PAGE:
What Is a True Dental Emergency While Under a Stay-at-Home Order?

What Is a True Dental Emergency While Under a Stay-at-Home Order?

At this time, following Michigan’s stay-at-home order and isolating yourself from others is the best way to protect your family and your community from COVID-19. In order to reduce the spread of the virus and protect our patients’ and employees’ health, we are rescheduling all routine dental appointments. If your child is due for a checkup or requires a minor dental procedure like a filling, it can likely wait — but we are aware that some dental emergencies may occur during the stay-at-home order.

In the case of a dental emergency, you should call your (or your child’s) dental office and follow the prompts. But what constitutes a dental emergency? Take a look.

1. Severe Toothaches

If you or your child have a severe toothache, this may indicate an infection of the tooth pulp, which can be quite serious since the infection could spread to surrounding tissues, including the blood. Definitely call the dentist; antibiotics and an emergency root canal may be performed.

2. Post-Surgical Pain

If you or your child had a dental surgery performed recently, such as an extraction or wisdom tooth extraction, severe pain at the operation site is considered a dental emergency. You may have dry socket, a condition in which the blood clot falls out of the empty tooth socket, exposing the nerve. The dentist may need to pack the surgical site and prescribe pain relievers.

3. Fractured Tooth

If you or your child crack a tooth to the degree that it is causing pain, this is probably due to exposed tooth pulp. Prompt treatment is needed to save a tooth in this case, so you definitely want to call about emergency dental care. The same is true if you or your child chip a tooth badly. Tiny chips that don’t extend through the enamel are not a major concern, but a large chip that causes pain or bleeding is a dental emergency.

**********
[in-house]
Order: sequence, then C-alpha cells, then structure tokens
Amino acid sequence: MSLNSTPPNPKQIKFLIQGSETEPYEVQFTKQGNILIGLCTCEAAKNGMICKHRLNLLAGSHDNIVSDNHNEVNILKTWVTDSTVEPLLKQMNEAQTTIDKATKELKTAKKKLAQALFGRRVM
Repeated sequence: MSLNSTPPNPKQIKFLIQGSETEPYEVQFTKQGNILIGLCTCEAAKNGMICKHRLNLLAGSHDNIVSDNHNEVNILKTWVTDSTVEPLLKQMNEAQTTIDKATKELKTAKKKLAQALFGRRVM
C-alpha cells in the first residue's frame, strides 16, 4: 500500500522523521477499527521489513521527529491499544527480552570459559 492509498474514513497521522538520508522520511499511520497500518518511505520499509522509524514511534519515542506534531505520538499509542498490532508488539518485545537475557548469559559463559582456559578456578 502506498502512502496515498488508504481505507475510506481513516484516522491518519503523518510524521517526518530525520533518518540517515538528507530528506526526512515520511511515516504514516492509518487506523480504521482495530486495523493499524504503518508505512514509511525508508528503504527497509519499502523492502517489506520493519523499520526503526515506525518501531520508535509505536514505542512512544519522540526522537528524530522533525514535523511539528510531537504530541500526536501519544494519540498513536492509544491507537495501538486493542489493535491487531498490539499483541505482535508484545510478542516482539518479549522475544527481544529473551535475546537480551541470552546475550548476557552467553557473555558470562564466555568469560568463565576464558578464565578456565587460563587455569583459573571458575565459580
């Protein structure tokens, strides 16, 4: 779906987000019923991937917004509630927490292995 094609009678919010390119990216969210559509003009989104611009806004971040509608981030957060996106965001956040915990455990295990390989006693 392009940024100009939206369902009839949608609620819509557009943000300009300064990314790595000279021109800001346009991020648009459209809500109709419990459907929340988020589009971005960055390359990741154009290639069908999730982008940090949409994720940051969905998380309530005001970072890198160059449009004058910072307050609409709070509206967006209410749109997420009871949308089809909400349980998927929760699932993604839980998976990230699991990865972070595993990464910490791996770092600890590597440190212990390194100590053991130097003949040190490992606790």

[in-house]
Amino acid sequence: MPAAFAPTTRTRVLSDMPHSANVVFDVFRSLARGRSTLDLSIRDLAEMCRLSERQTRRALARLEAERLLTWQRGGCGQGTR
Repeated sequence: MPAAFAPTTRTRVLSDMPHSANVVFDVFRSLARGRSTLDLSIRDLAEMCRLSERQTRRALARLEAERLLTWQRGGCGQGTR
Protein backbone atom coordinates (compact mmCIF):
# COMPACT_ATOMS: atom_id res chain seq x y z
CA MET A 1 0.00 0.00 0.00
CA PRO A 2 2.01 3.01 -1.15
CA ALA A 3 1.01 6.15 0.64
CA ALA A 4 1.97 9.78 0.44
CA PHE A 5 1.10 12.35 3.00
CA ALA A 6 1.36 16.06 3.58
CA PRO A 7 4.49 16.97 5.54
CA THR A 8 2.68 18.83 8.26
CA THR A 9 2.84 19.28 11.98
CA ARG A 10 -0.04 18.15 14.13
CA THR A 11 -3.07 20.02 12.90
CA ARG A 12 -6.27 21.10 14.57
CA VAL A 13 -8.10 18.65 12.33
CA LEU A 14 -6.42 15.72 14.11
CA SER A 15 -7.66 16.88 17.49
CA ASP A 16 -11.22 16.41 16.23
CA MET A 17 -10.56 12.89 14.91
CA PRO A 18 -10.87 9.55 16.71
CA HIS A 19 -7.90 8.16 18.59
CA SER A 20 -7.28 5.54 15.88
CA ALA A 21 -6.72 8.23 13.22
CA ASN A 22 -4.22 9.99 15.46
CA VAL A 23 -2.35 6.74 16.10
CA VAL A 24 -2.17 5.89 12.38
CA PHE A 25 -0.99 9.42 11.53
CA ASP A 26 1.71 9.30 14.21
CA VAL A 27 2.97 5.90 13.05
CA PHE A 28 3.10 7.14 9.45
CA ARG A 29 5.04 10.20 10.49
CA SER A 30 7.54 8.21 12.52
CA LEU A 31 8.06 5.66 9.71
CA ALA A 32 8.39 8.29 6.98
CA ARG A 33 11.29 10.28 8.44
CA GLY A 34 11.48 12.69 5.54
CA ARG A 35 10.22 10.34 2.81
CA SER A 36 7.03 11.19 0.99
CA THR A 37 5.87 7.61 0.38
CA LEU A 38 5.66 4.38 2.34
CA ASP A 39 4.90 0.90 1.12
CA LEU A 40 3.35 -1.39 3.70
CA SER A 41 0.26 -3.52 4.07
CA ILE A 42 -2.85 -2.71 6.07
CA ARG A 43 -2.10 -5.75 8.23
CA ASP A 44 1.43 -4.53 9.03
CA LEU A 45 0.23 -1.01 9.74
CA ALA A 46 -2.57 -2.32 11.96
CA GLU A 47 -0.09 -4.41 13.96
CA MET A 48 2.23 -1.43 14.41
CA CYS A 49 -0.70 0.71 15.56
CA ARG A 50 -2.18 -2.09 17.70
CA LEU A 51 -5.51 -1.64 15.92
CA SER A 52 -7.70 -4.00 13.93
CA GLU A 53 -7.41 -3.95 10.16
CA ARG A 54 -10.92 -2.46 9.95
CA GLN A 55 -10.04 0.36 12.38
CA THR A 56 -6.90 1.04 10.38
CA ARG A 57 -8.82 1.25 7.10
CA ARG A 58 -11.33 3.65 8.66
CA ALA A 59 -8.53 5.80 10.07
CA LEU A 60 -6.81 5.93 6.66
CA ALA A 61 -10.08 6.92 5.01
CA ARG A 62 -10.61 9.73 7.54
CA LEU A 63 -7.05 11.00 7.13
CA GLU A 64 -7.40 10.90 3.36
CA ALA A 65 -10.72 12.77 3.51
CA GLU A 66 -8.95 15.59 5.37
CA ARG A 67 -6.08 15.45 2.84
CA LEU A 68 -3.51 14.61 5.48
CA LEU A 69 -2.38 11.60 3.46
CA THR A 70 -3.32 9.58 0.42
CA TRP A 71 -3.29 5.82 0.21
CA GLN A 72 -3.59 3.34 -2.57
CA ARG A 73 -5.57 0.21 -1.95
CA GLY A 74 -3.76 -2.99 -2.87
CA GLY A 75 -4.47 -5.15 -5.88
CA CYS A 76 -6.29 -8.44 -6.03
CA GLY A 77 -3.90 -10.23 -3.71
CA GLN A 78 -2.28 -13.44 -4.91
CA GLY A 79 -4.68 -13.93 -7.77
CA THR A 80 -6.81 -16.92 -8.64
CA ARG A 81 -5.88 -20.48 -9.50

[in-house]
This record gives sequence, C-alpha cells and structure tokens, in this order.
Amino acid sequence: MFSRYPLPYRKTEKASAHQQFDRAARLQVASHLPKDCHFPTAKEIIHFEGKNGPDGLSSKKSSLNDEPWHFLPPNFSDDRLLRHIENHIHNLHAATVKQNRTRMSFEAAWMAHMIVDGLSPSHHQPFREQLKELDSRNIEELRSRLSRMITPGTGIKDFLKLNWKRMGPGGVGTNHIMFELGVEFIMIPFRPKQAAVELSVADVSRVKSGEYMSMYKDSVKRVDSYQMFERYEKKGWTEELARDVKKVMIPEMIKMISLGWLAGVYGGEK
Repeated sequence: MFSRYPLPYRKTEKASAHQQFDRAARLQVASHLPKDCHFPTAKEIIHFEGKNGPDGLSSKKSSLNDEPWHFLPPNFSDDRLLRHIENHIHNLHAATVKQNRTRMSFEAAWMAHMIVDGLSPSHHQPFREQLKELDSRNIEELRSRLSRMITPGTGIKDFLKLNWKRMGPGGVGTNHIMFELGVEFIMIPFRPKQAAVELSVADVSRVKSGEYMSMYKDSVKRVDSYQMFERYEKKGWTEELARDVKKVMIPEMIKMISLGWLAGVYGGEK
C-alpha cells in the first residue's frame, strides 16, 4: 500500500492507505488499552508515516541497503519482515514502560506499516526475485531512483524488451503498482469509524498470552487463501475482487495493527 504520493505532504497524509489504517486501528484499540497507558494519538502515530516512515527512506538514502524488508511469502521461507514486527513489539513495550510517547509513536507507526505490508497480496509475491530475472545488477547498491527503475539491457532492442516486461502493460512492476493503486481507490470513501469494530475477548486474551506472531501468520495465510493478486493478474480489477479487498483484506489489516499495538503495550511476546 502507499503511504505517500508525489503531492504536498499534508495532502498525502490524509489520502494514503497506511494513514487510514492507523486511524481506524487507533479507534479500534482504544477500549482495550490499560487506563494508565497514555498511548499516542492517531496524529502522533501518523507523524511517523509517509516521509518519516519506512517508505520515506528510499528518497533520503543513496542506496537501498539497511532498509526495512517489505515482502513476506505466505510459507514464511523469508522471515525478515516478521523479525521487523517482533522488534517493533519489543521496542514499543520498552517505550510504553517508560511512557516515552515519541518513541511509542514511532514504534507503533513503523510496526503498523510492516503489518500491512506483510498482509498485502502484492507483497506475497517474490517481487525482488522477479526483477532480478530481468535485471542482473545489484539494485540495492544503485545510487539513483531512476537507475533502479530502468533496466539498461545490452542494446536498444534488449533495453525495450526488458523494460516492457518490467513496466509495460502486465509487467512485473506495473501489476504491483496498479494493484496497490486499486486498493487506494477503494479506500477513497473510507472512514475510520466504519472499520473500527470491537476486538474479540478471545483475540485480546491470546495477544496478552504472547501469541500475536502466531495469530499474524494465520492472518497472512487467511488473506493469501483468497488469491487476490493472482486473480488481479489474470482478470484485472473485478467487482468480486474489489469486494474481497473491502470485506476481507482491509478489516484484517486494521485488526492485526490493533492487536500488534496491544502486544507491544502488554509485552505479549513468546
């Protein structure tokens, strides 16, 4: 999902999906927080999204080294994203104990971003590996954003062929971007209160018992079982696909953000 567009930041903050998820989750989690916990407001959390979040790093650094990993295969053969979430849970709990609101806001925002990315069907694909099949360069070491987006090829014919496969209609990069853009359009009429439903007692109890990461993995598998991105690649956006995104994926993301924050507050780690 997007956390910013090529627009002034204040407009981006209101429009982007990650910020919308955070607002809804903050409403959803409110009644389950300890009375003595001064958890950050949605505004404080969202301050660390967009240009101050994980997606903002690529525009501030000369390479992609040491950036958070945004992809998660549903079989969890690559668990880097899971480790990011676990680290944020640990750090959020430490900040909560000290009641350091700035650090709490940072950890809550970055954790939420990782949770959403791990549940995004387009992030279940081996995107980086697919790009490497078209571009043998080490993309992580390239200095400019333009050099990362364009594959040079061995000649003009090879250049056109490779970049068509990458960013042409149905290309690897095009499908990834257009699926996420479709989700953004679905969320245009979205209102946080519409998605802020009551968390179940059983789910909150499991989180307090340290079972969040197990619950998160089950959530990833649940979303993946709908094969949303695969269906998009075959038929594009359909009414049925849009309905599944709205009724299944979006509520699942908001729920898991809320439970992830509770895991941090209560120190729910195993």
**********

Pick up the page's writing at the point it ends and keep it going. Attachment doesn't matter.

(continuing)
4. Lost Bridge or Crown

If you have a bridge, crown, or other dental restoration and it falls off or out, this is considered a dental emergency during the stay-at-home order. Exposure of the tooth beneath the restoration could lead to lasting damage, so you need to call a dentist promptly to have the restoration replaced, even if a temporary restoration is used for the time being.

5. Abscess or Infection

If you or your child notice a pocket of pus or an abscess inside the mouth, this is a dental emergency that may require treatment with antibiotics or a root canal procedure.

The American Dental Association has offered guidance for dental professionals during the COVID-19 outbreak and associated stay-at-home orders. We use that guidance to inform our policies. When it is safe to do so, we will continue offering routine dental care for new and existing patients, but for the time being, we encourage you to stay at home, stay safe, and only contact us in case of a true emergency.

 

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